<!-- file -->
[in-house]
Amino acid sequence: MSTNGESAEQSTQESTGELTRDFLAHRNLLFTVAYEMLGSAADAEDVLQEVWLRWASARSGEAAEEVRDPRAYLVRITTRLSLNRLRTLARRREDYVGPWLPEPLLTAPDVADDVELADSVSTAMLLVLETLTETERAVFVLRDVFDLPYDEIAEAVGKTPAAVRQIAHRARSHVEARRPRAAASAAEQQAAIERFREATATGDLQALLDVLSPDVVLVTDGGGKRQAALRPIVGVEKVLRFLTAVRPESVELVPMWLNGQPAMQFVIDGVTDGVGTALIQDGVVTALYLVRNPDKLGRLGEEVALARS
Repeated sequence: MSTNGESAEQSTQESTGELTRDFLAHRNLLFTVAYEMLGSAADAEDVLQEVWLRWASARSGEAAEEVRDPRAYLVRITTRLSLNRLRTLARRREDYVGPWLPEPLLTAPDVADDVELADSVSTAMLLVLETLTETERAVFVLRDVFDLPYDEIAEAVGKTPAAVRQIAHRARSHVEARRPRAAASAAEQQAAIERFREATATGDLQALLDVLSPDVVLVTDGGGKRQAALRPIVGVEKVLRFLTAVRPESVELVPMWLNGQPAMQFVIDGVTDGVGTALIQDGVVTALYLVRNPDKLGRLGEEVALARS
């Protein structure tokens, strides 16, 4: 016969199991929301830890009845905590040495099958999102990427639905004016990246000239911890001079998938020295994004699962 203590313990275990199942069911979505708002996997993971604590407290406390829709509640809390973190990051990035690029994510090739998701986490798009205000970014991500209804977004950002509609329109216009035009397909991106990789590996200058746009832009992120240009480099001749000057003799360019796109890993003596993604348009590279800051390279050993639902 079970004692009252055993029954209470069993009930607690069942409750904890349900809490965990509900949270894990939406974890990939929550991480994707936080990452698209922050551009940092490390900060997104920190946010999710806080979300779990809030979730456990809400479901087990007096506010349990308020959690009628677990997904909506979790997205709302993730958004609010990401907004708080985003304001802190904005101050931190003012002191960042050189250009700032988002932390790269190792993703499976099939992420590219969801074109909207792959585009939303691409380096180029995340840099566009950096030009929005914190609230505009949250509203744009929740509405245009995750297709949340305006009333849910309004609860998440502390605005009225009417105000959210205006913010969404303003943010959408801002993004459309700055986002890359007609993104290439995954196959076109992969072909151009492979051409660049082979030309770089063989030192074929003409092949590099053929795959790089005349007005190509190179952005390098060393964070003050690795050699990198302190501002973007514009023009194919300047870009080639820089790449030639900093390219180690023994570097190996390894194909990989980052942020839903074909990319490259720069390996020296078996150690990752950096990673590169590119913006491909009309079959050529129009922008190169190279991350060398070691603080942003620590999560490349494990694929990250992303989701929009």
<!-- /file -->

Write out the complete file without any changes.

[in-house]
Amino acid sequence: MSTNGESAEQSTQESTGELTRDFLAHRNLLFTVAYEMLGSAADAEDVLQEVWLRWASARSGEAAEEVRDPRAYLVRITTRLSLNRLRTLARRREDYVGPWLPEPLLTAPDVADDVELADSVSTAMLLVLETLTETERAVFVLRDVFDLPYDEIAEAVGKTPAAVRQIAHRARSHVEARRPRAAASAAEQQAAIERFREATATGDLQALLDVLSPDVVLVTDGGGKRQAALRPIVGVEKVLRFLTAVRPESVELVPMWLNGQPAMQFVIDGVTDGVGTALIQDGVVTALYLVRNPDKLGRLGEEVALARS
Repeated sequence: MSTNGESAEQSTQESTGELTRDFLAHRNLLFTVAYEMLGSAADAEDVLQEVWLRWASARSGEAAEEVRDPRAYLVRITTRLSLNRLRTLARRREDYVGPWLPEPLLTAPDVADDVELADSVSTAMLLVLETLTETERAVFVLRDVFDLPYDEIAEAVGKTPAAVRQIAHRARSHVEARRPRAAASAAEQQAAIERFREATATGDLQALLDVLSPDVVLVTDGGGKRQAALRPIVGVEKVLRFLTAVRPESVELVPMWLNGQPAMQFVIDGVTDGVGTALIQDGVVTALYLVRNPDKLGRLGEEVALARS
């Protein structure tokens, strides 16, 4: 016969199991929301830890009845905590040495099958999102990427639905004016990246000239911890001079998938020295994004699962 203590313990275990199942069911979505708002996997993971604590407290406390829709509640809390973190990051990035690029994510090739998701986490798009205000970014991500209804977004950002509609329109216009035009397909991106990789590996200058746009832009992120240009480099001749000057003799360019796109890993003596993604348009590279800051390279050993639902 079970004692009252055993029954209470069993009930607690069942409750904890349900809490965990509900949270894990939406974890990939929550991480994707936080990452698209922050551009940092490390900060997104920190946010999710806080979300779990809030979730456990809400479901087990007096506010349990308020959690009628677990997904909506979790997205709302993730958004609010990401907004708080985003304001802190904005101050931190003012002191960042050189250009700032988002932390790269190792993703499976099939992420590219969801074109909207792959585009939303691409380096180029995340840099566009950096030009929005914190609230505009949250509203744009929740509405245009995750297709949340305006009333849910309004609860998440502390605005009225009417105000959210205006913010969404303003943010959408801002993004459309700055986002890359007609993104290439995954196959076109992969072909151009492979051409660049082979030309770089063989030192074929003409092949590099053929795959790089005349007005190509190179952005390098060393964070003050690795050699990198302190501002973007514009023009194919300047870009080639820089790449030639900093390219180690023994570097190996390894194909990989980052942020839903074909990319490259720069390996020296078996150690990752950096990673590169590119913006491909009309079959050529129009922008190169190279991350060398070691603080942003620590999560490349494990694929990250992303989701929009």